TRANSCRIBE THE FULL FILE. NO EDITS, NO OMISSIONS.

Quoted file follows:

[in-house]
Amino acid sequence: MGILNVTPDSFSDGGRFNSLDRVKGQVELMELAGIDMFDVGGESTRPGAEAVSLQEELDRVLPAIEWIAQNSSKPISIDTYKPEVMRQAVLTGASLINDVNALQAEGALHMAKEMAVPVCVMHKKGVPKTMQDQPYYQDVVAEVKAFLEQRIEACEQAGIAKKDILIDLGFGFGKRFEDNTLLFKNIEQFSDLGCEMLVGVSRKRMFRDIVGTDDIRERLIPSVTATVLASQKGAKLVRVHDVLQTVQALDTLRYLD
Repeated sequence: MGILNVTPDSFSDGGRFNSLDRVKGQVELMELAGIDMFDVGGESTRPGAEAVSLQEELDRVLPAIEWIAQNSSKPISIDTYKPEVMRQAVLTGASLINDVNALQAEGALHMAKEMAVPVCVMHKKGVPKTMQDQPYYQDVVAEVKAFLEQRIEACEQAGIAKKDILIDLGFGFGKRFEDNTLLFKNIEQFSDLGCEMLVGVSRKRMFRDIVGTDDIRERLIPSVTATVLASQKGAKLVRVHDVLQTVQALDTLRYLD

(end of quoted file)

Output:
[in-house]
Amino acid sequence: MGILNVTPDSFSDGGRFNSLDRVKGQVELMELAGIDMFDVGGESTRPGAEAVSLQEELDRVLPAIEWIAQNSSKPISIDTYKPEVMRQAVLTGASLINDVNALQAEGALHMAKEMAVPVCVMHKKGVPKTMQDQPYYQDVVAEVKAFLEQRIEACEQAGIAKKDILIDLGFGFGKRFEDNTLLFKNIEQFSDLGCEMLVGVSRKRMFRDIVGTDDIRERLIPSVTATVLASQKGAKLVRVHDVLQTVQALDTLRYLD
Repeated sequence: MGILNVTPDSFSDGGRFNSLDRVKGQVELMELAGIDMFDVGGESTRPGAEAVSLQEELDRVLPAIEWIAQNSSKPISIDTYKPEVMRQAVLTGASLINDVNALQAEGALHMAKEMAVPVCVMHKKGVPKTMQDQPYYQDVVAEVKAFLEQRIEACEQAGIAKKDILIDLGFGFGKRFEDNTLLFKNIEQFSDLGCEMLVGVSRKRMFRDIVGTDDIRERLIPSVTATVLASQKGAKLVRVHDVLQTVQALDTLRYLD